The part about motivation is really true because I live that all the time. I might not feel like going to the gym or going for a walk sometimes, but ALWAYS, when I've finished my workout, I feel so much better than before I worked out. I've never left the gym thinking: Oh, I wish I hadn't done that today! Haha.
    My issue here is finding a Plan B when things unexpectedly happen to prevent me from getting daily exercise.

    Great article. Thanks for the inspiration!
  • Good article. Thanks
  • I really like the new spin on lack of motivation. So much better to acknowledge that one is motivated and simply makes a decision to exercise or not. Was sitting at a bonfire last evening, 4000 steps shy of my committed daily step goal. I could have just sat there enjoying the embers but I decided to get up every hour and walk around the block (about 1000 steps each time). Felt good to maintain my September streak. I am motivated!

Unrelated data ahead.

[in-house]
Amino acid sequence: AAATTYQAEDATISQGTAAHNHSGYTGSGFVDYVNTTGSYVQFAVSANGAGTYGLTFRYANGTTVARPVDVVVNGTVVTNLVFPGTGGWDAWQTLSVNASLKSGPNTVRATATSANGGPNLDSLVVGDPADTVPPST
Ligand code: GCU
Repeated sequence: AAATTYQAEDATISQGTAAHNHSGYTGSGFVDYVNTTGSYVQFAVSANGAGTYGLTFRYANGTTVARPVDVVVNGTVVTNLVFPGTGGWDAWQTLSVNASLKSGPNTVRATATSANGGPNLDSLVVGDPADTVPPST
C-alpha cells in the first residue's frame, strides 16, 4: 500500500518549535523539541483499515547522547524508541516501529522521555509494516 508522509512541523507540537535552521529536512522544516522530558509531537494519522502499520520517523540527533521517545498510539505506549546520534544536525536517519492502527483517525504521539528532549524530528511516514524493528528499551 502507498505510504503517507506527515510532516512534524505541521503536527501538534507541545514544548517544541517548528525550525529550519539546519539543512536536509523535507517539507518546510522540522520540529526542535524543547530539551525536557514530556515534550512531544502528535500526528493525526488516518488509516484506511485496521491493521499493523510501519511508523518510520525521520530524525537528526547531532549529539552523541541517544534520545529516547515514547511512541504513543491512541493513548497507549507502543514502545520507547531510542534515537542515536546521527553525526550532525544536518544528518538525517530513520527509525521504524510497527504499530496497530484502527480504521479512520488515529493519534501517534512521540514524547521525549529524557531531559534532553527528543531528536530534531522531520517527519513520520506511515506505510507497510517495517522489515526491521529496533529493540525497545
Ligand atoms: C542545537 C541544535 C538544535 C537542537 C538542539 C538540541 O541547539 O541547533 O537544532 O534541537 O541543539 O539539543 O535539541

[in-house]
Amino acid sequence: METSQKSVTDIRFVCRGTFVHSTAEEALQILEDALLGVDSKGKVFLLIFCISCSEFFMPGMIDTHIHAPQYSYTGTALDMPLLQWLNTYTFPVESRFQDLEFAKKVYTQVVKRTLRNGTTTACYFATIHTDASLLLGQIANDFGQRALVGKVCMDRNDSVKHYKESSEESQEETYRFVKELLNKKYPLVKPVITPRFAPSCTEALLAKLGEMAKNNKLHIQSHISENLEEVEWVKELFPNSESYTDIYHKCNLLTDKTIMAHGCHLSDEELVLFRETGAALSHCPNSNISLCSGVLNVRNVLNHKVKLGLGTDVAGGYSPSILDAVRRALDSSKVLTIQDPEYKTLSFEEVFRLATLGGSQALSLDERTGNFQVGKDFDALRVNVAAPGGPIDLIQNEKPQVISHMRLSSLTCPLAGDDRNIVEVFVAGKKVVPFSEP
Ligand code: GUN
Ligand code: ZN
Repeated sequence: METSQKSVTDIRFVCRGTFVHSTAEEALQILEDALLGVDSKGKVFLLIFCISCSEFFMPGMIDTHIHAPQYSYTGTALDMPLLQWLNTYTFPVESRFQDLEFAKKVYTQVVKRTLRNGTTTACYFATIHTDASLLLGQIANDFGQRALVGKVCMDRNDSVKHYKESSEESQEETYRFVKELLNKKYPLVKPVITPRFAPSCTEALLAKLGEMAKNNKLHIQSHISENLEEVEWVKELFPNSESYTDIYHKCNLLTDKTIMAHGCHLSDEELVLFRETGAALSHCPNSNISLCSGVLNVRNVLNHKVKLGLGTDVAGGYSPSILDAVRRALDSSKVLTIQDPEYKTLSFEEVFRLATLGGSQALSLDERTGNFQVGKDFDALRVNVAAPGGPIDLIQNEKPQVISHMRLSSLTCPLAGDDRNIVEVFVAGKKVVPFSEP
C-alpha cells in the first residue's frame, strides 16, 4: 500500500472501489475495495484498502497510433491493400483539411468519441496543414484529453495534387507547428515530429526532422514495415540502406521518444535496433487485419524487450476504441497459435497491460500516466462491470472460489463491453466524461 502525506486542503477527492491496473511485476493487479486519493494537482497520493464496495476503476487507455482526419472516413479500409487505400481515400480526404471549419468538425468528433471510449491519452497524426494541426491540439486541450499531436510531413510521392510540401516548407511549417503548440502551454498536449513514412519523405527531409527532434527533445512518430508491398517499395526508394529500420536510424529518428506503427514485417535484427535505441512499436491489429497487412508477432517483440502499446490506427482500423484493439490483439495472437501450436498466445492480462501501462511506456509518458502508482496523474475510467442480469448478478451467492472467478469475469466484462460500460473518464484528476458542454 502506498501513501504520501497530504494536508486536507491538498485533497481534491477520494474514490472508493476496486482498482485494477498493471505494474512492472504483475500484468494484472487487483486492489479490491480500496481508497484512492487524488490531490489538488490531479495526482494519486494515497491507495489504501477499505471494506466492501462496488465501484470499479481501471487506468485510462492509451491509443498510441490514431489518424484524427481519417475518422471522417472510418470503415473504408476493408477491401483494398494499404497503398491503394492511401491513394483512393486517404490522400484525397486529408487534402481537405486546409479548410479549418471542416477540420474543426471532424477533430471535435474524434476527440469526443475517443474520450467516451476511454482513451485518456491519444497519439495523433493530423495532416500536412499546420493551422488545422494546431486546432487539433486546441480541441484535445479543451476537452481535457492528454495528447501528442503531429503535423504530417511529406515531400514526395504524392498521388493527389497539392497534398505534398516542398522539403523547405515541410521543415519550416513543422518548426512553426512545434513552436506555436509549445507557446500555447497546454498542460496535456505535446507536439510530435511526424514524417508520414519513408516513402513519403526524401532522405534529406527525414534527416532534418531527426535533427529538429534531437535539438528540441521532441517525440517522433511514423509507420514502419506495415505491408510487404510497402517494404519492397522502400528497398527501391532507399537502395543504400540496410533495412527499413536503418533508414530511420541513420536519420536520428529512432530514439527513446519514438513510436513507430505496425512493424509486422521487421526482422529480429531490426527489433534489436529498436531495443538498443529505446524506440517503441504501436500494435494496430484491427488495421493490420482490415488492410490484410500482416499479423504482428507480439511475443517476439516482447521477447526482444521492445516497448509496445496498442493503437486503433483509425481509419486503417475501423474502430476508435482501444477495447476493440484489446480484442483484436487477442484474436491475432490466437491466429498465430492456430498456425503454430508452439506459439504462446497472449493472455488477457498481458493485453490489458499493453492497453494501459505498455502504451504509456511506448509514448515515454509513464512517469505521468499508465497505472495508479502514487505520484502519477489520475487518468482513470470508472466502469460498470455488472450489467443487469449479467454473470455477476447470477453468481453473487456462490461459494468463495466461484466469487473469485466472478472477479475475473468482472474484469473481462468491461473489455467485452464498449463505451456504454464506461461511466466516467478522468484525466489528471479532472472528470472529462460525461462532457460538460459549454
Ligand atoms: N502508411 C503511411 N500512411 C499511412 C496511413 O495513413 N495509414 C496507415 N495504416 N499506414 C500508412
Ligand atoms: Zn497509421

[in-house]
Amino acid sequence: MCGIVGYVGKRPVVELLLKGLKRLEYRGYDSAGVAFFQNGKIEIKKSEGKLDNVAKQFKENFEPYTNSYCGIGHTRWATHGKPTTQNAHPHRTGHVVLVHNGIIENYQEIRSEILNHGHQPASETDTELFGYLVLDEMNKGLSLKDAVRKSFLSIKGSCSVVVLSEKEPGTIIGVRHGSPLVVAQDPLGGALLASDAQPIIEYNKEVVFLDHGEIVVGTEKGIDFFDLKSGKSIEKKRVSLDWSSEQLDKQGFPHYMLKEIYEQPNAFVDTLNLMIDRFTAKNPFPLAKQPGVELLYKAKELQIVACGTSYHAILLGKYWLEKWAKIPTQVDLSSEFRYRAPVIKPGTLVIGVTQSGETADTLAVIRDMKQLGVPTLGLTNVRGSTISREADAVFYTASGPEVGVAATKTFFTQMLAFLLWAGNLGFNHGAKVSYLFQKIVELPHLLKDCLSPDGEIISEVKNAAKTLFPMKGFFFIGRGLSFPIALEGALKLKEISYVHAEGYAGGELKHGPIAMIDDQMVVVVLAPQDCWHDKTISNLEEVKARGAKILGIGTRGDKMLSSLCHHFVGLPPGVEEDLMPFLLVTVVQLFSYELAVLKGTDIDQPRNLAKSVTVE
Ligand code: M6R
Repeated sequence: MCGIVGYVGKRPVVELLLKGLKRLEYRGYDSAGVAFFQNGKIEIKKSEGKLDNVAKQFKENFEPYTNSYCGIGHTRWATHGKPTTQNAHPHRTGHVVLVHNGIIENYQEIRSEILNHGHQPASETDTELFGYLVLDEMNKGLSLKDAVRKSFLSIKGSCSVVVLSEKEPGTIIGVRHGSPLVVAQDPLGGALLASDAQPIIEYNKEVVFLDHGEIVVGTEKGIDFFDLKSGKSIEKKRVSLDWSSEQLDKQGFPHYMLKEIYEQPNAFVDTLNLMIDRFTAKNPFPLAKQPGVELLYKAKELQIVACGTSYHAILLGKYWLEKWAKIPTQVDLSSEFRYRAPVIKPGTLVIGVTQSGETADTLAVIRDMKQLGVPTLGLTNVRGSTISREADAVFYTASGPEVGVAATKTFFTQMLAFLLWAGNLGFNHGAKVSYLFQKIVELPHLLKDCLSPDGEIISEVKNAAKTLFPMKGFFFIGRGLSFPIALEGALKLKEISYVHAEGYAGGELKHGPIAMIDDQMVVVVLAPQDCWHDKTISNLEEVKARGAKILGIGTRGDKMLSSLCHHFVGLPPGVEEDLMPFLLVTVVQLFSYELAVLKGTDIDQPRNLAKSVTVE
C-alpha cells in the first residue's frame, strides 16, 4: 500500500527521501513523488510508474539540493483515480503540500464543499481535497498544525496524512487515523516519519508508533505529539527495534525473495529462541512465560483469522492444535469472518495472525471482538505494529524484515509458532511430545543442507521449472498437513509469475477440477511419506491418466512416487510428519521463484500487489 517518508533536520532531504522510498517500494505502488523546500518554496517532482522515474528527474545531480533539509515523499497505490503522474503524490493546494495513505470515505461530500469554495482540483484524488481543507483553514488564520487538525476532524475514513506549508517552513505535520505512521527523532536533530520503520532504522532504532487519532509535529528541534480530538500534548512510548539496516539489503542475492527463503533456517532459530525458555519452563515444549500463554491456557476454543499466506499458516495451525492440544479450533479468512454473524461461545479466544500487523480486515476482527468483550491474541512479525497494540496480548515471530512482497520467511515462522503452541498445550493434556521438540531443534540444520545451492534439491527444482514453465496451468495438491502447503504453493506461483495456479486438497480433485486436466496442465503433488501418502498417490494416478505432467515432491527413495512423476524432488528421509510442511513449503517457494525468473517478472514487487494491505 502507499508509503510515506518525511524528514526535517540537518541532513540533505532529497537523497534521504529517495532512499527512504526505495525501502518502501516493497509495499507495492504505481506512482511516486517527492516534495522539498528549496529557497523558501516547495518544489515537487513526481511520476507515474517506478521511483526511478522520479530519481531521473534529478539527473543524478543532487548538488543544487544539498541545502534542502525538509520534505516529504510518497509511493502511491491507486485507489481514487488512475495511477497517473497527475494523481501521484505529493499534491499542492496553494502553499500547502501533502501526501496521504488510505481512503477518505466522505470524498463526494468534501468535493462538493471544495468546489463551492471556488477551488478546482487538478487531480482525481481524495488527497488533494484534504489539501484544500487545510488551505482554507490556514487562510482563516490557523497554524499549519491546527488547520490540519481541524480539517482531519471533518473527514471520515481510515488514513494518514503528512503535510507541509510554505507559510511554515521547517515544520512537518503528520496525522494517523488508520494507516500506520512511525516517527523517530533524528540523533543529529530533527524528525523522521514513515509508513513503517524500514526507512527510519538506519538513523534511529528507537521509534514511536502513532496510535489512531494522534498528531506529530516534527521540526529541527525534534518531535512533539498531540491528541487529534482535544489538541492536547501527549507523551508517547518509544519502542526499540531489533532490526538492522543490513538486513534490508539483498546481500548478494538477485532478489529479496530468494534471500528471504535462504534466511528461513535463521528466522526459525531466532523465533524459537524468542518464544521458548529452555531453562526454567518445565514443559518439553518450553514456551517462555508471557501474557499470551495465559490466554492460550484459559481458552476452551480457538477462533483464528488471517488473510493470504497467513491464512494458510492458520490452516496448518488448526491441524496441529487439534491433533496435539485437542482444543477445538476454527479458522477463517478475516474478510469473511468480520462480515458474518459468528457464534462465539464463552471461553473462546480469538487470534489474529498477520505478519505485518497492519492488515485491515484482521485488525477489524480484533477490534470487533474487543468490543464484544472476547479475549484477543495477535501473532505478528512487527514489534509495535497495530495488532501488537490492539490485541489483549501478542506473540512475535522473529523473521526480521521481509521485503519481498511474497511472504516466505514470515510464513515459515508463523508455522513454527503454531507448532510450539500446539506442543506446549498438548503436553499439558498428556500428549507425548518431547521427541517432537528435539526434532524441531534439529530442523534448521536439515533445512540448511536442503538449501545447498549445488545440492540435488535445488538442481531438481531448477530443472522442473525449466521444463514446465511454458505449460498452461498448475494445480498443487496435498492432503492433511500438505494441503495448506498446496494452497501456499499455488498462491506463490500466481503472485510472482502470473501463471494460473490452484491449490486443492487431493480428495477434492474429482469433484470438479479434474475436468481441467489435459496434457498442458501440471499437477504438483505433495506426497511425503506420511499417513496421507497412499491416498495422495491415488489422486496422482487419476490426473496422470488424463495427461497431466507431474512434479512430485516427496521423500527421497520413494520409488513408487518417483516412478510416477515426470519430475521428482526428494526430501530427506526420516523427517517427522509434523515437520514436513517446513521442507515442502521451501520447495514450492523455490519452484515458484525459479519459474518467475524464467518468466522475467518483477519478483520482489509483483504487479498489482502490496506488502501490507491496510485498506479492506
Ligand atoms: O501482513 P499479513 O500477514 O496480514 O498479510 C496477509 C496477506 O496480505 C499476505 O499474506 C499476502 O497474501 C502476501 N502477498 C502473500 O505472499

• Nice, helpful article. I really loved the point of view about Motivation. That was pretty eye-opening.
    Building up a little at a time works well, too. And having a back up plan is just plain smart; we should all do it.

About The Author

Dean Anderson Dean Anderson
Dean Anderson has master's degrees in human services (behavioral psychology/stress management) and liberal studies. His interest in healthy living began at the age of 50 when he confronted his own morbid obesity and health issues. He joined SparkPeople and lost 150 pounds and regained his health. Dean has earned a personal training certification from ACE and received training as a lifestyle and weight management consultant. See all of Dean's articles.